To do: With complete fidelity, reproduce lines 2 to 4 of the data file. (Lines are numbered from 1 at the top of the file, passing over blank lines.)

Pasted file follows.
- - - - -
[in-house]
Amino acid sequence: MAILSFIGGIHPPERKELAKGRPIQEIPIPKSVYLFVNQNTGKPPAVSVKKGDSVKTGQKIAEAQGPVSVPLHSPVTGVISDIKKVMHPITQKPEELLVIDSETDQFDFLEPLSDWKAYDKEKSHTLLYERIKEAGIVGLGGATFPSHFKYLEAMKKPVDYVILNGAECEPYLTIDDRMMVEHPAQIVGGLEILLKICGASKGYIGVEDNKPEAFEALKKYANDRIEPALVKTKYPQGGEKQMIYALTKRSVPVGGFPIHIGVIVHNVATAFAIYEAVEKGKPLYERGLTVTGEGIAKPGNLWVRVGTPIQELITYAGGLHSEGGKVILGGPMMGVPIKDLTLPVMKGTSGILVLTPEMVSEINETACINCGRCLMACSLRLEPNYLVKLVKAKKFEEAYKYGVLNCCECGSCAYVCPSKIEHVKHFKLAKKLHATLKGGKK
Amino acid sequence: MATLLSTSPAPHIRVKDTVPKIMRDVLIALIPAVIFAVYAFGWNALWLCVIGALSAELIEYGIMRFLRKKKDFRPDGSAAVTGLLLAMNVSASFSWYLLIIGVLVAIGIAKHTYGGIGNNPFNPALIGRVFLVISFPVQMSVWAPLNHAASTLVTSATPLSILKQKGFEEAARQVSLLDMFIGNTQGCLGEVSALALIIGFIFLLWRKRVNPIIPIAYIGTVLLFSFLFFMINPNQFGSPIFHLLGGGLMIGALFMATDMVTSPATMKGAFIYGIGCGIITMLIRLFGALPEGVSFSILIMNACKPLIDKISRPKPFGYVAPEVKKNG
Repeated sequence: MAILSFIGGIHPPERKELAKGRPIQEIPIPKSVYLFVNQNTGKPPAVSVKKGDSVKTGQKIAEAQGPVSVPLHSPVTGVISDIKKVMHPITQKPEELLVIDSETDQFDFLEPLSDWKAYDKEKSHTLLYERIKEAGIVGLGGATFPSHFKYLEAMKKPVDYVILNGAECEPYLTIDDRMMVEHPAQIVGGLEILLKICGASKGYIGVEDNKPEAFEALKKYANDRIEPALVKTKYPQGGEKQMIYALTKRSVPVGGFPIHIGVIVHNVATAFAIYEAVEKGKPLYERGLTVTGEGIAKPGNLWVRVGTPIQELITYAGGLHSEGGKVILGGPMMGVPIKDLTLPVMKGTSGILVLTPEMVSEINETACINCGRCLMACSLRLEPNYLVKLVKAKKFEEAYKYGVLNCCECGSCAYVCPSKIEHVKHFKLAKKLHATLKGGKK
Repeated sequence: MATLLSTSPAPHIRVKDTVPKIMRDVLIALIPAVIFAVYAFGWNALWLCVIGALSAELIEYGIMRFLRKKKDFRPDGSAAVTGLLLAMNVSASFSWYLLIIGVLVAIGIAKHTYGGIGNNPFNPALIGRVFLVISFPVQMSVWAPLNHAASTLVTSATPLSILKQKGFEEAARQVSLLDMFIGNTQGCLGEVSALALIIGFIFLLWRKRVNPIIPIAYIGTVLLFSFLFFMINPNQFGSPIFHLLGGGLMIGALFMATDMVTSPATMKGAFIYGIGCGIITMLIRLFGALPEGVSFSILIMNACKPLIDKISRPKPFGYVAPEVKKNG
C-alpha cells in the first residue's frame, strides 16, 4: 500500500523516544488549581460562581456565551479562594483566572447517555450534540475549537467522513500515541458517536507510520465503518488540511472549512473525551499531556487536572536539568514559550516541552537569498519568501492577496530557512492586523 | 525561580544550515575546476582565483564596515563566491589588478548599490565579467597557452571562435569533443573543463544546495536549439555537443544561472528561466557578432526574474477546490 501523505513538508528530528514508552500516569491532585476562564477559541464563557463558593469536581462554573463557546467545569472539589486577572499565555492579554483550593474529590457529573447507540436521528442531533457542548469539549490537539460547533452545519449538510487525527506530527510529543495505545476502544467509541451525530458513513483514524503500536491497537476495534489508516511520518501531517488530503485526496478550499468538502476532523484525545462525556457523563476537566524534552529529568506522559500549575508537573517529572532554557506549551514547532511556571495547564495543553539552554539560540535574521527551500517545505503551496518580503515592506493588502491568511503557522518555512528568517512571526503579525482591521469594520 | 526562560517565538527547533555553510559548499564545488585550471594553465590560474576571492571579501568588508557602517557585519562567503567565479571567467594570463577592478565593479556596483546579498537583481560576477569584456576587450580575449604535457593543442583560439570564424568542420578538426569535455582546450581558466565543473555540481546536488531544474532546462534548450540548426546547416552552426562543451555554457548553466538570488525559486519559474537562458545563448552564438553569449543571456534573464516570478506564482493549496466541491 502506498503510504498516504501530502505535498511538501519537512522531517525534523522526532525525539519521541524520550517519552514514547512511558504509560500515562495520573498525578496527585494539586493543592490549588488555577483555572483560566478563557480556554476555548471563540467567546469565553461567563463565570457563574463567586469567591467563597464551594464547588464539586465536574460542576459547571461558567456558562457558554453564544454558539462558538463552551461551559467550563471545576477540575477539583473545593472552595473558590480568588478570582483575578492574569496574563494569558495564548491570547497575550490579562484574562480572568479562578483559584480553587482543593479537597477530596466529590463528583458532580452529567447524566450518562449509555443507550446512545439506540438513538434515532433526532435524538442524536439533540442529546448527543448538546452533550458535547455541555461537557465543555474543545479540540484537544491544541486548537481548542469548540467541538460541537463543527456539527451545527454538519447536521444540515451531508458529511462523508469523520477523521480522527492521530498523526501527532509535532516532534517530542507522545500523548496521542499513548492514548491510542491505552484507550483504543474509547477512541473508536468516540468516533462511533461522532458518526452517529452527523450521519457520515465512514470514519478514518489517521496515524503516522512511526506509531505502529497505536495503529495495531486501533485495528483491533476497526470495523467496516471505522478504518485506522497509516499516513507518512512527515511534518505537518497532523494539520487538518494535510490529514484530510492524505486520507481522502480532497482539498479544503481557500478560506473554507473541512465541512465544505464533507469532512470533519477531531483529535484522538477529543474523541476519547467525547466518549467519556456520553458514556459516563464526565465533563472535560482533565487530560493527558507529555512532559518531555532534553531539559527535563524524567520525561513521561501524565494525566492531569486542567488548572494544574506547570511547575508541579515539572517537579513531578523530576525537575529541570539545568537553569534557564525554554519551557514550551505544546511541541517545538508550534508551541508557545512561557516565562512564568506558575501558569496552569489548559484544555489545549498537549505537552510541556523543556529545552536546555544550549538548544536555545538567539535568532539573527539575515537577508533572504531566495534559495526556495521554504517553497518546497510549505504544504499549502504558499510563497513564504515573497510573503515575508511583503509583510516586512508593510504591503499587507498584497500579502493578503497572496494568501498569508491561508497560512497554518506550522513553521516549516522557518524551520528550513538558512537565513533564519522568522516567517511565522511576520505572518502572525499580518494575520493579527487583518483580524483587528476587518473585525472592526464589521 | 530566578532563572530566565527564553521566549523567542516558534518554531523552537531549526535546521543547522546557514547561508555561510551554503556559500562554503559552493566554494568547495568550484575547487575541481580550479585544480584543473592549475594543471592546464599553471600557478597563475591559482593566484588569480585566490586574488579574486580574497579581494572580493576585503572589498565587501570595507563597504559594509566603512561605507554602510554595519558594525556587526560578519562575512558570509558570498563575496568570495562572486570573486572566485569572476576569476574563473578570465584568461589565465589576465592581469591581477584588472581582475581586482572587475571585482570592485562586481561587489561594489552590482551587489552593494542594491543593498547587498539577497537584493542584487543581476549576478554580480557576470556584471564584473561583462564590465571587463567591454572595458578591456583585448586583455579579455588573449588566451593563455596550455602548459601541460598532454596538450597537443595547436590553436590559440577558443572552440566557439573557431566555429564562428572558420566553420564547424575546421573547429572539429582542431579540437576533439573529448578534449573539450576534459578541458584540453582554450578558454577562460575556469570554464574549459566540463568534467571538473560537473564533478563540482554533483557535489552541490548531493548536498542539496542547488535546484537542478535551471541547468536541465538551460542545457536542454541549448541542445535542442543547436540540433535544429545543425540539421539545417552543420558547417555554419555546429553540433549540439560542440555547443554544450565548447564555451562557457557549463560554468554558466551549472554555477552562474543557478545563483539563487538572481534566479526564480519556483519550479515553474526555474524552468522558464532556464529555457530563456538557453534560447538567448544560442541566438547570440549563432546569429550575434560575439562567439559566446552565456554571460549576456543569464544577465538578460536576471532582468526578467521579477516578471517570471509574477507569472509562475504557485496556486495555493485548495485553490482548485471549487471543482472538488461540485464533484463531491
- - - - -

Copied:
Amino acid sequence: MAILSFIGGIHPPERKELAKGRPIQEIPIPKSVYLFVNQNTGKPPAVSVKKGDSVKTGQKIAEAQGPVSVPLHSPVTGVISDIKKVMHPITQKPEELLVIDSETDQFDFLEPLSDWKAYDKEKSHTLLYERIKEAGIVGLGGATFPSHFKYLEAMKKPVDYVILNGAECEPYLTIDDRMMVEHPAQIVGGLEILLKICGASKGYIGVEDNKPEAFEALKKYANDRIEPALVKTKYPQGGEKQMIYALTKRSVPVGGFPIHIGVIVHNVATAFAIYEAVEKGKPLYERGLTVTGEGIAKPGNLWVRVGTPIQELITYAGGLHSEGGKVILGGPMMGVPIKDLTLPVMKGTSGILVLTPEMVSEINETACINCGRCLMACSLRLEPNYLVKLVKAKKFEEAYKYGVLNCCECGSCAYVCPSKIEHVKHFKLAKKLHATLKGGKK
Amino acid sequence: MATLLSTSPAPHIRVKDTVPKIMRDVLIALIPAVIFAVYAFGWNALWLCVIGALSAELIEYGIMRFLRKKKDFRPDGSAAVTGLLLAMNVSASFSWYLLIIGVLVAIGIAKHTYGGIGNNPFNPALIGRVFLVISFPVQMSVWAPLNHAASTLVTSATPLSILKQKGFEEAARQVSLLDMFIGNTQGCLGEVSALALIIGFIFLLWRKRVNPIIPIAYIGTVLLFSFLFFMINPNQFGSPIFHLLGGGLMIGALFMATDMVTSPATMKGAFIYGIGCGIITMLIRLFGALPEGVSFSILIMNACKPLIDKISRPKPFGYVAPEVKKNG
Repeated sequence: MAILSFIGGIHPPERKELAKGRPIQEIPIPKSVYLFVNQNTGKPPAVSVKKGDSVKTGQKIAEAQGPVSVPLHSPVTGVISDIKKVMHPITQKPEELLVIDSETDQFDFLEPLSDWKAYDKEKSHTLLYERIKEAGIVGLGGATFPSHFKYLEAMKKPVDYVILNGAECEPYLTIDDRMMVEHPAQIVGGLEILLKICGASKGYIGVEDNKPEAFEALKKYANDRIEPALVKTKYPQGGEKQMIYALTKRSVPVGGFPIHIGVIVHNVATAFAIYEAVEKGKPLYERGLTVTGEGIAKPGNLWVRVGTPIQELITYAGGLHSEGGKVILGGPMMGVPIKDLTLPVMKGTSGILVLTPEMVSEINETACINCGRCLMACSLRLEPNYLVKLVKAKKFEEAYKYGVLNCCECGSCAYVCPSKIEHVKHFKLAKKLHATLKGGKK